Planning on going to Santa Fe? I know lots of my friends will be there for Left Coast Crime next week. Many mystery people have two passions: Crime Fiction & Chocolate, so they'll definitely want to go on The Santa Fe Chocolate Trail. My Twitter friend @santafetraveler aka Billie Frank posted this great "Santa Fe Chocolate Trail" article (complete with her own favorites) on her website The Santa Fe Traveler or her blog. Santa Fe Travelers. Thanks, Billie, for this guest post with DyingforChocolate.com
Exploring The Santa Fe Chocolate Trail
by Billie Frank, The Santa Fe Travelers (reprinted with permission)
Chocolate should be a food group, it’s that simple. If that statement resonates with you, and you’re in The City Different, check out the delicious Santa Fe Chocolate Trail. The four shops on the trail each put their own spin on the bean, including use of that New Mexico staple, chile. If you’re not planning to be in Santa Fe anytime soon, these unique shops do mail order and all but one are on the web.
1050 E. Paseo de Peralta
Santa Fe, NM
Kakawa Chocolate House, located in an old adobe building on Paseo de Peralta in the historic area of town, is dedicated to the ancient art of chocolate. Their name is derived from the Aztec word for chocolate; their specialty, Mayan elixirs. They also offer European versions of this New World drink brought to the Continent by returning Spanish explorers. The good news, these restorative drinks come in wafers that can be taken home or easily shipped. You don’t have to live in Santa Fe to enjoy these.
Kakawa’s website offers 19 different wafers in three categories. The Mesoamerican-style wafers are infused with native herbs or their modern equivalents. Most are unsweetened. The European varieties use sweeteners. The latest addition is a selection of contemporary wafers; a modern interpretation of European-style elixirs adapted to 21st century taste-buds. And great news for health-conscious chocolate lovers, Kakawa uses honey and agave syrup as sweeteners. The shop also offers a selection of hand-rolled, hand-dipped truffles made in-house. The selection varies depending on what they are creating at the moment. There is almost always a New Mexico chile truffle available. Kakawa sources many of their ingredients locally.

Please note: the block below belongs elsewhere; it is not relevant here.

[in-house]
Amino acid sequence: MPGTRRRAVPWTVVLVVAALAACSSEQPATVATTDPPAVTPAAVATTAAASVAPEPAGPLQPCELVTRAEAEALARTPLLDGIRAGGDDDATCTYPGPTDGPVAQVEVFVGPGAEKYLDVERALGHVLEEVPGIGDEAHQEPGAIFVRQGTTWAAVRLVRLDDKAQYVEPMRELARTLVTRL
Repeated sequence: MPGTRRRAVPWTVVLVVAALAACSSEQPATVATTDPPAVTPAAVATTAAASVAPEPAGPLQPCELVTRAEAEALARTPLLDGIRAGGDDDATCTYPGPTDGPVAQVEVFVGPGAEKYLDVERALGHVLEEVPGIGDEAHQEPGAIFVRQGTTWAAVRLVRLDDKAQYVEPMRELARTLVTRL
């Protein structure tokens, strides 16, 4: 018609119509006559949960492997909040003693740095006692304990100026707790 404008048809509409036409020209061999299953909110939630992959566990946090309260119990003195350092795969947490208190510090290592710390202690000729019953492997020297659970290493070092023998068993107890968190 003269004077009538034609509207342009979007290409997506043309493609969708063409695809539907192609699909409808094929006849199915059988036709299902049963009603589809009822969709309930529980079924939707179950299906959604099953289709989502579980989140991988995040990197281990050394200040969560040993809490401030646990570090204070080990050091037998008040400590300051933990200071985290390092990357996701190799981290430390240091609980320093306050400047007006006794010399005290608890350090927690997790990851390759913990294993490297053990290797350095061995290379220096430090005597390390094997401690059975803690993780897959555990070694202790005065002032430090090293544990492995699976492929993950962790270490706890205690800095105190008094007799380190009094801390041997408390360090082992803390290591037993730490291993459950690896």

Favorite: dark chocolate, chile truffle.
851A Cerrillos Road
Santa Fe, New Mexico
Chocolate Smith occupies a modern, antiseptically clean shop on Cerrillos Road. Featured on the Food Network’s Road Tasted with the Neelys, the shop’s unusual specialty is chocolate pâté. Ganache is shaped, chilled and then hand-dipped ten times in the same European-style wax that coats Gouda cheese. The pâté comes in six flavors including a local ancho chile version. There are a variety of shapes; red and green chiles are a staple. There are also animals, southwestern themed shapes and seasonal ones for holidays. Their web-site offers the pates, Signature Selections which include the Dark Chocolate Chile Sampler, the Santa Fe Sampler and the Chile Bark Sampler; Custom Selections and more.
Favorite: White chocolate, lemon, lavender bark. While technically not chocolate (it’s made from cocoa butter, not cocoa) it’s addictive
847 Ninita Street
Santa Fe, NM
CG Higgins Confectioners is easier to find on the Internet than in person. The small shop is at the intersection of St. Francis Drive and tiny Ninita Street; you can easily drive right past it. Ever since the shop was featured on Road Tasted with the Neelys (same episode as Chocolate Smith) people go out of their way to get there. The business, originally called Chuck’s Nuts (after owner Chuck Higgins) had a name-change in 2007 to better reflect the shop’s new direction, candy making. Besides chocolates Higgins makes caramel corn, fudge and brittles.
Their website offers chocolate drinks, fudge, caramel corn, brittles and a variety of non-food items. Higgins says he makes the best brittles in North America. He attributes this to the altitude (baking soda reacts differently at 7,000 feet), the dry climate and that the candy is made in small production batches by hand.
Favorite: Chile pecan brittle
125 E Palace Ave # 31
Santa Fe, NM 87501-2042
Walking into Todos Santos, a tiny shop in the courtyard at historic Sena Plaza is like stepping into a shop south of the border. The décor is funky Mexican. Dia de los Muertos (Day of the Dead) heads, milagros (symbols used when praying for miracles), Mexican cut paper decorations, flowering over-head branches dripping with kitsch and more decorate every inch of the small space. The shop’s been featured on the Food Network’s Giada’s Weekend Getaways, and Food Finds. It was also a Santa Fe stop on HGTV’s Dream Home 2010 giveaway show.
Owner Hayward Simoneaux incorporates the gold and silver leaf techniques he learned as a picture-framer in his signature edible gold and silver leaf covered milagros. Also house-made: toffees, a signature chocolate bar and nut clusters. The shop also offers marzipan, nougats, hard-candies, caramels and more sourced from France, Italy and Belgium. Shoppers will also find confections from small artisanal producers Simoneaux has discovered in the United States. Simoneaux is not an Internet kind of guy. He doesn’t even have an email account. If you want to buy his unusual offerings, you have to phone the shop and chat. Hours are roughly 10-6, Sundays by chance. If the spirit moves him, Simoneaux may lock the door and take off.
Favorite: Dark chocolate truffles
Any other favorite Santa Fe chocolate shops to recommend? Be sure and leave a comment.